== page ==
I'm trying to open and process ASCII files using PHP, but am having problems. The problem is that the blank spaces are removed, which I don't want to have happen, since the files are fixed width.

The PHP script I used is this:

$myFile = Test.SEG";
$file_handler = fopen ($myFile, r) or die ("Can't open SEG File.");
while (!feof($file_handler))
    $dataline = fgets($file_handler);
    echo $dataline, "<br />";

I tried pasting samples of the original file in here, but the spaces were removed here as well!

At this stage I'm just building the script in steps, getting one step working at a time, but this is as far as I've gotten. I plan to use substr() on '$dataline' to pick out the fields I need.

Any suggestions on how to keep the spaces intact? Something tells me it's something to do with encoding, but I don't know for sure.



I don't think they are really removed. Try adding <pre> before and </pre> after to find out if they are really gone. I think it is just the HTML rendering that makes them appear gone.

  • Or "view source" for the page to show actual unrendered output. – Anthony May 10 '10 at 19:47
  • I wish I could downvote every answer which suggests wrapping non-HTML content in <pre> tags. – salathe May 10 '10 at 20:01
  • Are you the drive-by down-voter then salathe? I'd prefer you explain your reasoning. – erisco May 10 '10 at 20:04
  • @erisco - Don't bother reasoning with idiots. OP is outputting to HTML, and using <pre> is the way this will ever work with HTML (outside of &nbsp; .. shudder). So your answer is fine. – Matt May 10 '10 at 20:07
  • 1
    @salathe: I didn't recommend he use it permanently -- I suggested he try it to prove whether they are still there or not. The code snippet provided is clearly just for troubleshooting purposes and would probably not be used in production. Downvoting seems like a reasonable response only if you did not read my answer. – MJB May 10 '10 at 20:08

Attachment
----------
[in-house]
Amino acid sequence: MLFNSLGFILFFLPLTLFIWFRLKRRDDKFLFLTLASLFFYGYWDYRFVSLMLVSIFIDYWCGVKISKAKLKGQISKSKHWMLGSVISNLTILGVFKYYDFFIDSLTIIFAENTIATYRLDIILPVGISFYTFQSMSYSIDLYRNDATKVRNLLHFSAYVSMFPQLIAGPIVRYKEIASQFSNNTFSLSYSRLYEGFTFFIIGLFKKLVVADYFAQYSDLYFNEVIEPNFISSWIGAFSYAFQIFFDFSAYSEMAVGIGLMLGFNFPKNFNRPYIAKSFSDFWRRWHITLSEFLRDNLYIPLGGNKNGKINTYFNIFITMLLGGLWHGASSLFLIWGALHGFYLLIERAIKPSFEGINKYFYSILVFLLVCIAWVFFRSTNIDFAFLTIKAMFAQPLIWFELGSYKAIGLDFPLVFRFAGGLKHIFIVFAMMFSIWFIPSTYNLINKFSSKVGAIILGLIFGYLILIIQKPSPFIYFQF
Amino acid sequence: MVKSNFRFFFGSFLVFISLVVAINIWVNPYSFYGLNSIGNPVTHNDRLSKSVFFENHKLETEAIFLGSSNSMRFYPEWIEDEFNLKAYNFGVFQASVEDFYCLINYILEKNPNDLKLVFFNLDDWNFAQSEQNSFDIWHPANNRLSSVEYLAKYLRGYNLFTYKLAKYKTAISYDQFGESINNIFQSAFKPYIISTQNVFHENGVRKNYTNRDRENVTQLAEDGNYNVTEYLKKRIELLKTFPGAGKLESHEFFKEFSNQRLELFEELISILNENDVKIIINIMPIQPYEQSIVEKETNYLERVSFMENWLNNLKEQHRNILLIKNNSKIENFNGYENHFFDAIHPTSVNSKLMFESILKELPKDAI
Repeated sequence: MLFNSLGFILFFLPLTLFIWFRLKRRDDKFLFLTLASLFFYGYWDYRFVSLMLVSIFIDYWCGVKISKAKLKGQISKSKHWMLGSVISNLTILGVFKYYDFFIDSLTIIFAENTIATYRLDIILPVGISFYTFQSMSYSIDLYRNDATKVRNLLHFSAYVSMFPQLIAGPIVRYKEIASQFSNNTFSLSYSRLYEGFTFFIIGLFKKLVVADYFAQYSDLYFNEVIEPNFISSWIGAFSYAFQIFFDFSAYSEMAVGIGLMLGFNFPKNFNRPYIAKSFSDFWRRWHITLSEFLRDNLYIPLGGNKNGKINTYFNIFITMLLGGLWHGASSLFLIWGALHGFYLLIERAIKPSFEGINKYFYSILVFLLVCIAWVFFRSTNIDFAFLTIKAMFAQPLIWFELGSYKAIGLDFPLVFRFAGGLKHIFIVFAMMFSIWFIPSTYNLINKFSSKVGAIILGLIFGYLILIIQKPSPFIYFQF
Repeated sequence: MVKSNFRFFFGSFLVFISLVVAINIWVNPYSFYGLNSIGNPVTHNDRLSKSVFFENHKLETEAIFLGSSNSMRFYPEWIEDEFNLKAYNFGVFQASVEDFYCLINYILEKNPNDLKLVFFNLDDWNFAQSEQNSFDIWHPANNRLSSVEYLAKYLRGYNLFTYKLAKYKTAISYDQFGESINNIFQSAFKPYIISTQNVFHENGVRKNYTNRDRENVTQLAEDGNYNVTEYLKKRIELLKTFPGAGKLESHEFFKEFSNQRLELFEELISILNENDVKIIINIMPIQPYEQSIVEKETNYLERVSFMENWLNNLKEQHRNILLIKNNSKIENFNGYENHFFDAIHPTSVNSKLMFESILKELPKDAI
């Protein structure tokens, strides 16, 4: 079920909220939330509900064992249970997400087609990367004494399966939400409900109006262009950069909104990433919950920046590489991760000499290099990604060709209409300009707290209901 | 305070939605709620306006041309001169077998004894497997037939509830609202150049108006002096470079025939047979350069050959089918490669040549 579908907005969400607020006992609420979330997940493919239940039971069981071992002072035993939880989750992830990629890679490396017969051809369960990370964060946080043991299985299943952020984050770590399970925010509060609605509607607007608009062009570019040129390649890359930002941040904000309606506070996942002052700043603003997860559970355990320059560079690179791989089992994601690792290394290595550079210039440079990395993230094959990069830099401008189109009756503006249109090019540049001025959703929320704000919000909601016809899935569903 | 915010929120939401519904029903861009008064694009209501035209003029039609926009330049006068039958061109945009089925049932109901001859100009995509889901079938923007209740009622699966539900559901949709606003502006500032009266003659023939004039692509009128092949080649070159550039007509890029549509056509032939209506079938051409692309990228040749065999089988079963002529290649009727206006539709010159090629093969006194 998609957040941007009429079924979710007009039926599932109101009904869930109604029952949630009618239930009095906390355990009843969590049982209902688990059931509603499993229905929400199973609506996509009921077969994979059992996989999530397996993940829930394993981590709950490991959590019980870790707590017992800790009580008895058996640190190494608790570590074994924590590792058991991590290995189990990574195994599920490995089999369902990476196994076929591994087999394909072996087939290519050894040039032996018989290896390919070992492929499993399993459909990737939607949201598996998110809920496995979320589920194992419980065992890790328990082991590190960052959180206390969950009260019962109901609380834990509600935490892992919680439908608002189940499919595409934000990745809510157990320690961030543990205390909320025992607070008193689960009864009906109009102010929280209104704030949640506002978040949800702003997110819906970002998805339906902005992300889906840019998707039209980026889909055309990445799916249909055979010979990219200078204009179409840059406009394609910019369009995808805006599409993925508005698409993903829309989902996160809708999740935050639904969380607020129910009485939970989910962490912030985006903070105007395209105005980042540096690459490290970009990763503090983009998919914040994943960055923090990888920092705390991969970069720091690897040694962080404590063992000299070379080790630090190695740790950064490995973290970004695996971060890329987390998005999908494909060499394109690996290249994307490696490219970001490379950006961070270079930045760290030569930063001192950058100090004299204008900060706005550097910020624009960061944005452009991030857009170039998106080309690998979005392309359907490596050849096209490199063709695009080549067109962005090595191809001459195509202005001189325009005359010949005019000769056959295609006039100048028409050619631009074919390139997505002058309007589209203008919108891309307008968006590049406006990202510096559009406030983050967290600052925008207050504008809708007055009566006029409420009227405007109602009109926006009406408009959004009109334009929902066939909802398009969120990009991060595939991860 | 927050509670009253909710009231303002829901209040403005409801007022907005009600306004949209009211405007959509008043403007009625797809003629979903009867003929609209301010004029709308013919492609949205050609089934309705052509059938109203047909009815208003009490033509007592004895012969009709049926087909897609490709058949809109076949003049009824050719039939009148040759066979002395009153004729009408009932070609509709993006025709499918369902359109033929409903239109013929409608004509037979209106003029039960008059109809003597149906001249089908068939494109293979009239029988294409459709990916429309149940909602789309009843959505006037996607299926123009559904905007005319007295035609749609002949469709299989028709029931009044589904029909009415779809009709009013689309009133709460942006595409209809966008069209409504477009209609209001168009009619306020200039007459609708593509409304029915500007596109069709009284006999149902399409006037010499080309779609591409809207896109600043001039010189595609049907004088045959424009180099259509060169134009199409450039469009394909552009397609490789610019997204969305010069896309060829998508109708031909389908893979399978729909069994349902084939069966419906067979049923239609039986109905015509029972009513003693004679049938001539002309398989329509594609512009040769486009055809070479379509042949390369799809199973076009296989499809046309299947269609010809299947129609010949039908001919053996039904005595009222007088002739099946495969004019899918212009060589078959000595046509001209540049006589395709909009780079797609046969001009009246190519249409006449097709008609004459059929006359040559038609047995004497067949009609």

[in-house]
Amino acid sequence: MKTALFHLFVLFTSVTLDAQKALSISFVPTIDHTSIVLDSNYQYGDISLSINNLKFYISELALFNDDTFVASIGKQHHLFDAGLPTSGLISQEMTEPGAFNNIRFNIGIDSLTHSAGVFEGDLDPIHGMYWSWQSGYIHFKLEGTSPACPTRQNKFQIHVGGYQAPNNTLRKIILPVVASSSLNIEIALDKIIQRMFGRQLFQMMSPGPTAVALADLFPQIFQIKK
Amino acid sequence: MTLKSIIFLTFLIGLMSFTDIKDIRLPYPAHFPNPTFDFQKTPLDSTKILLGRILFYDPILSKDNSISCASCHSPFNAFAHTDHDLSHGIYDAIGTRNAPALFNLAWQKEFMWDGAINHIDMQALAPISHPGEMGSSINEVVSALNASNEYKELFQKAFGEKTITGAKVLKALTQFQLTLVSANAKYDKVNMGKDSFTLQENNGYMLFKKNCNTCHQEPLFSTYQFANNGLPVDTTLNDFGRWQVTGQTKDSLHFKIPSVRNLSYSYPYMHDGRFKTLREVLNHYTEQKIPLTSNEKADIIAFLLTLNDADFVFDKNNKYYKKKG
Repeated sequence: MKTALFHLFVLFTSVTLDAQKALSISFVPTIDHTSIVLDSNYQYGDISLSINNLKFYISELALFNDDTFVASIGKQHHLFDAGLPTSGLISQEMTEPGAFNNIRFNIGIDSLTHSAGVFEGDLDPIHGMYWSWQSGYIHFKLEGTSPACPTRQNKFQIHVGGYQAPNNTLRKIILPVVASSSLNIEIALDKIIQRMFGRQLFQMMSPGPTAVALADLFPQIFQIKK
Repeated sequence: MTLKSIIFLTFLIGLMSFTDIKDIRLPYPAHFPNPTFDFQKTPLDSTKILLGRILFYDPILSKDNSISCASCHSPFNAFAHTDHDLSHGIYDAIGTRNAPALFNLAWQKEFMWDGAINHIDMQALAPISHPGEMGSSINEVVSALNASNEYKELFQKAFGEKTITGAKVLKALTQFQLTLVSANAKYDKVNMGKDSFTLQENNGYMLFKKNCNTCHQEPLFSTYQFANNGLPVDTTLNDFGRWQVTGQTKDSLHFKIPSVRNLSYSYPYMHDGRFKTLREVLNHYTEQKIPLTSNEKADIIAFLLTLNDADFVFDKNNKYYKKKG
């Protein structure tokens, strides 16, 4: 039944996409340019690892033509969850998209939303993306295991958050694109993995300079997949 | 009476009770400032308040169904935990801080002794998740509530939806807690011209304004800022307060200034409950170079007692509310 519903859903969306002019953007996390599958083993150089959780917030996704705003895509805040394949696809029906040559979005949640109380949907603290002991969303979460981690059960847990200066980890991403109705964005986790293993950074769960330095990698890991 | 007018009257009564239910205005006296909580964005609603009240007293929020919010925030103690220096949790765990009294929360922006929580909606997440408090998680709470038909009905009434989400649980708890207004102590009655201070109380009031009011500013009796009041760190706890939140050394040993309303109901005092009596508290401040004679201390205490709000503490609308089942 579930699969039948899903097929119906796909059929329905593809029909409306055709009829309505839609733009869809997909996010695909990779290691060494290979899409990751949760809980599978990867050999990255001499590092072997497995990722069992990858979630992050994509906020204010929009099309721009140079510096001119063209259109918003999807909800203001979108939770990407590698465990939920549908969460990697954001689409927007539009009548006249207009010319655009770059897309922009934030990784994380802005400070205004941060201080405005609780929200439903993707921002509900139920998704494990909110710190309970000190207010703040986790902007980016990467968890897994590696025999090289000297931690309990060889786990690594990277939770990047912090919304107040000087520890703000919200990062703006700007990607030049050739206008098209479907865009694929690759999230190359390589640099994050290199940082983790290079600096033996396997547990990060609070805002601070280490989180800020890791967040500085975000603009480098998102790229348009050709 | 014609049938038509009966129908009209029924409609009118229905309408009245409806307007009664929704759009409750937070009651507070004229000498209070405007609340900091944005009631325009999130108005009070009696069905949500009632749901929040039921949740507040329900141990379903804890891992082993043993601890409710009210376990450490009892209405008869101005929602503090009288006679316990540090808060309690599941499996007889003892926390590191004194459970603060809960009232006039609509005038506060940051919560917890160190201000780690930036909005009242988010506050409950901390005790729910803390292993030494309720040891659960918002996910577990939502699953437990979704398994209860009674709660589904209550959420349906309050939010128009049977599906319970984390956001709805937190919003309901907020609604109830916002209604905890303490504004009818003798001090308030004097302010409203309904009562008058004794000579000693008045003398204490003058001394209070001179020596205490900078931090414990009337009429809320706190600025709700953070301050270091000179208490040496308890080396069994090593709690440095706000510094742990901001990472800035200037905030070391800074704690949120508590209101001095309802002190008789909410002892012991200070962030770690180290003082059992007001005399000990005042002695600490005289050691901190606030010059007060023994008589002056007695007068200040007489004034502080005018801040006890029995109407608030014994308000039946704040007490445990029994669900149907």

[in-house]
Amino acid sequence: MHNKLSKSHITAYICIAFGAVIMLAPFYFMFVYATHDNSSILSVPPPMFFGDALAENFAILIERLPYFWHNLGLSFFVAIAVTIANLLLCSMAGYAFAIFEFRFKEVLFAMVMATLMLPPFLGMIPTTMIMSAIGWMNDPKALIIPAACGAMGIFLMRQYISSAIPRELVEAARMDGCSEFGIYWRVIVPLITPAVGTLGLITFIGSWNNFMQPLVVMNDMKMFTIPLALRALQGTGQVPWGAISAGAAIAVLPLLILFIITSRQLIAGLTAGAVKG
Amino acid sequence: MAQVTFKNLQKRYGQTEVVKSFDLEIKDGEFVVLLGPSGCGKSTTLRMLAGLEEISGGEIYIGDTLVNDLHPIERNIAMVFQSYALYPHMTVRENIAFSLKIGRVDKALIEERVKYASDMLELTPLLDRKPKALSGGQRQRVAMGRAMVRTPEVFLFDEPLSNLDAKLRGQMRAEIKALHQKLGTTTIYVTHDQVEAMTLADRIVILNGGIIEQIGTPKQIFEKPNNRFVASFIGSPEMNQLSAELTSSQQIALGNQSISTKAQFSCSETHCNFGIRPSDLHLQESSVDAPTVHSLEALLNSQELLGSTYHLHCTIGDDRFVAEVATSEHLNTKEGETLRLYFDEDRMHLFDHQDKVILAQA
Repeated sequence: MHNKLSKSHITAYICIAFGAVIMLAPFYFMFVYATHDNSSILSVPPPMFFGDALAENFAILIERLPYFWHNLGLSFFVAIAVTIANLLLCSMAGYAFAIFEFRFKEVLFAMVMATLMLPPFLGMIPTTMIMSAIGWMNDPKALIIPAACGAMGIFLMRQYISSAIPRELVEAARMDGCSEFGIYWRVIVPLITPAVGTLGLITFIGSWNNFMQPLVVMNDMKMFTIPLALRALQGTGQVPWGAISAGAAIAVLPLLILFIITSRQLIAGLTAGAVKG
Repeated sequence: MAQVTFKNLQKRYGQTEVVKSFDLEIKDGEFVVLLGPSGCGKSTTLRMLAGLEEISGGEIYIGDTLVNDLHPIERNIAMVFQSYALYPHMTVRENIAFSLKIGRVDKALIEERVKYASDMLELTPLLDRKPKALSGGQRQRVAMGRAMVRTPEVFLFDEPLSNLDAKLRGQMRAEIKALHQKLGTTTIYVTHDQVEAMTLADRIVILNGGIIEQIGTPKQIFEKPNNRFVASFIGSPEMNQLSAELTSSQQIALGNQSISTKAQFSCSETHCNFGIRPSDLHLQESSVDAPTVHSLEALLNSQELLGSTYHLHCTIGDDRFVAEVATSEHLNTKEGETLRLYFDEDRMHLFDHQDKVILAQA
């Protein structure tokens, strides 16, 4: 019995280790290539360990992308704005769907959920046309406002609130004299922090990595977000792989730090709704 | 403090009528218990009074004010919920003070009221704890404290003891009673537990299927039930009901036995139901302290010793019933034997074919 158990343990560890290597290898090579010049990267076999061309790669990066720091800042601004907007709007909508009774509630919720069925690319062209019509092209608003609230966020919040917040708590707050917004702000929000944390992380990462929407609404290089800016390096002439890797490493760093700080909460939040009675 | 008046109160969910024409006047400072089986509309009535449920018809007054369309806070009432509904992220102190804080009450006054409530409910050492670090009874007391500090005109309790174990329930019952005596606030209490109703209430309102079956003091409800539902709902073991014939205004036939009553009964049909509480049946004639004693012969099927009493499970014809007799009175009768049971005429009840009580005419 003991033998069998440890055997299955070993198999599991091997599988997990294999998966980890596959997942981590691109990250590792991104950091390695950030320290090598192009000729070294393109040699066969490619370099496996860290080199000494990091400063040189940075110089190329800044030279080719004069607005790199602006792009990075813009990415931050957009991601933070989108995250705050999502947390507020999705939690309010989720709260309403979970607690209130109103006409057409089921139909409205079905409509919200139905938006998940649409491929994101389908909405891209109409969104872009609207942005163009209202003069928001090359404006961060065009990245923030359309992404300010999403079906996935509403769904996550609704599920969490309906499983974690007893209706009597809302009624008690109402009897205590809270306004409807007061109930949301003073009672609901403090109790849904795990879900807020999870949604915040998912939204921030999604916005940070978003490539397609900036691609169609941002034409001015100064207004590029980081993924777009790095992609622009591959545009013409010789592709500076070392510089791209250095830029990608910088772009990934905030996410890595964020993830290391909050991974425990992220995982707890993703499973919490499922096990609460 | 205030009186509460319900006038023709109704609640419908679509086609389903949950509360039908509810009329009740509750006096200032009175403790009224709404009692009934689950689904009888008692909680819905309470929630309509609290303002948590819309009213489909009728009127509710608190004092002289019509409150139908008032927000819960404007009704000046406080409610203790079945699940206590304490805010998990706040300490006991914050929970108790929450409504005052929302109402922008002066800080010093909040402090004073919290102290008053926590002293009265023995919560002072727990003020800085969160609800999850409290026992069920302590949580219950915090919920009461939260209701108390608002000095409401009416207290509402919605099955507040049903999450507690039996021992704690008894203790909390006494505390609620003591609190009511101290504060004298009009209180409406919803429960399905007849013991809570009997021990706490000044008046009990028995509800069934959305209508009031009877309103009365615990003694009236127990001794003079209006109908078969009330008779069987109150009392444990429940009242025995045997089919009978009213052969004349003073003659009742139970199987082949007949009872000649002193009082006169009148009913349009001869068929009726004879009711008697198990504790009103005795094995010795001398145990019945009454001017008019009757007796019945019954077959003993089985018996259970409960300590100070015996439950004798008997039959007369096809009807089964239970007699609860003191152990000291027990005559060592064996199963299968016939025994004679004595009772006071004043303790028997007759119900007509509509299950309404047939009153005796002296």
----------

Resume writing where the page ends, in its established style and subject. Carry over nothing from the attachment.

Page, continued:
It has nothing to do with encoding, and everything with the fact that your browser is treating the output as HTML. Either send a header to have the browser treat it as text/plain, or put it in a <pre> block.


Browser won't care about more than one space, but if you see the source, you will see the correct output. If I understand correctly, you should replace all the space chars with 'nbsp' for example.

Edited: pre is better as someone wrote here

  • Thanks, I'll try replacing ' ' with '& nbsp' as I see below. – Reg H May 10 '10 at 21:59

A browser will not preserve whitespace when rendering text on an HTML page. Consequently, newlines and tabs are ignored while multiple spaces are collapsed to a single space.

If you view the source of your page you can see the original whitespace. A <pre> block will tell the browser to preserve the whitespace when displaying the text on the page. Take this example:

this is   just

a test
of   some


I tested your code locally and there seem to be a few mistakes in it.


$myFile = "Test.SEG"; // missing opening quote

$file_handler = fopen($myFile, "r") // missing quotes for read mode flag
                or die ("Can't open SEG File.");

while (!feof($file_handler)) {
  $dataline = fgets($file_handler);
  echo $dataline; // fgets keeps the newline,
                  // so you do not need to output another
  • Thanks for this - I'll fix what needs fixing. And you're right - the html source has the spaces. – Reg H May 10 '10 at 21:58

Try this (without the space between "&" and "nbsp;"):

echo str_replace(' ', '& nbsp;', $dataline)."\n";


You can override pre tag css , white-space: pre-line

Your Answer

By clicking “Post Your Answer”, you agree to our terms of service, privacy policy and cookie policy

Not the answer you're looking for? Browse other questions tagged or ask your own question.